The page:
Reflections of a Wine Merchant (Hardcover)
Farrar, Straus and Giroux, 9780374248567, 272pp.
Publication Date: April 29, 2008
A leading importer of limited-production wines of character and quality takes us on an intimate tour through family-owned vineyards in France and Italy and reflects upon the last three decades of controversy, hype, and change in the world of wine
In the late 1970s, Neal I. Rosenthal set out to learn everything he could about wine. Today, he is one of the most successful importers of traditionally made wines produced by small family-owned estates in France and Italy. Rosenthal has immersed himself in the culture of Old World wine production, working closely with his growers for two and sometimes three generations. He is one of the leading exponents of the concept of “terroir”—the notion that a particular vineyard site imparts distinct qualities of bouquet, flavor, and color to a wine. In Reflections of a Wine Merchant, Rosenthal brings us into the cellars, vineyards, and homes of these vignerons, and his delightful stories about his encounters, relationships, and explorations—and what he has learned along the way—give us an unequaled perspective on winemaking tradition and what threatens it today.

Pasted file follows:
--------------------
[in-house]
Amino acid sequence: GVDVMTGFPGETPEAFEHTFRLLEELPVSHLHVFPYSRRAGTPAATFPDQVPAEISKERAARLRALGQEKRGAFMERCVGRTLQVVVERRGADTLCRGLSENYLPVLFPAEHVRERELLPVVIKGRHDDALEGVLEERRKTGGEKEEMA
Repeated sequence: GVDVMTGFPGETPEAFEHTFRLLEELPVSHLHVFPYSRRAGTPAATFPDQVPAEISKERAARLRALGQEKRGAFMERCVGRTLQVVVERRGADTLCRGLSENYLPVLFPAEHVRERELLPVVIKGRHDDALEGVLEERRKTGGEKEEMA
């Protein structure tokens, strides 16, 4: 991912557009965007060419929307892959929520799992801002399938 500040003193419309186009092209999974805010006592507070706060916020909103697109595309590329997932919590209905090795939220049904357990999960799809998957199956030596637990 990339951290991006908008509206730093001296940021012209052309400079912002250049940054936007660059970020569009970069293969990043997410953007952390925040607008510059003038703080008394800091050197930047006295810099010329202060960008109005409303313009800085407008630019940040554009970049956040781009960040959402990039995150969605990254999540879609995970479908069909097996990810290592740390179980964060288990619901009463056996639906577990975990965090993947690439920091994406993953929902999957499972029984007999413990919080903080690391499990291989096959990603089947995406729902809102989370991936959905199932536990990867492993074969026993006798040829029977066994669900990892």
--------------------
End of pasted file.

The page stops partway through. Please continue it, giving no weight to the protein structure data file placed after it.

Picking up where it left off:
Rosenthal was featured in the documentary film Mondovino and is one of the more outspoken figures against globalization, homogenization, and the “critic-ization” of the wine business. He was also a major subject in Lawrence Osborne’s The Accidental Connoisseur. His is an important voice in defense of the individual and the artisanal, and their contribution to our quality of life.
About the Author
Praise For Reflections of a Wine Merchant…
“Neal Rosenthal is a source of the kind of wines that I have always looked for, wines that speak to me not of marketing trends, but of the places where they were grown and the people who made them. Whether rustic or elegant, Neal’s wines are wines of character, of taste. His lively book, which displays the spunky personality of the author, shines light on how character and taste may be bred into wine.” —Victor Hazan
“There have been many books about wine, but rarely one as absorbing and as wise as this one. Rosenthal tells of his travels in France and Italy, of his friendships with wine growers, and of his own growing understanding of this ancient business that combines both art and commerce. He writes so well, one can taste the wines he loves.” —Charles Simic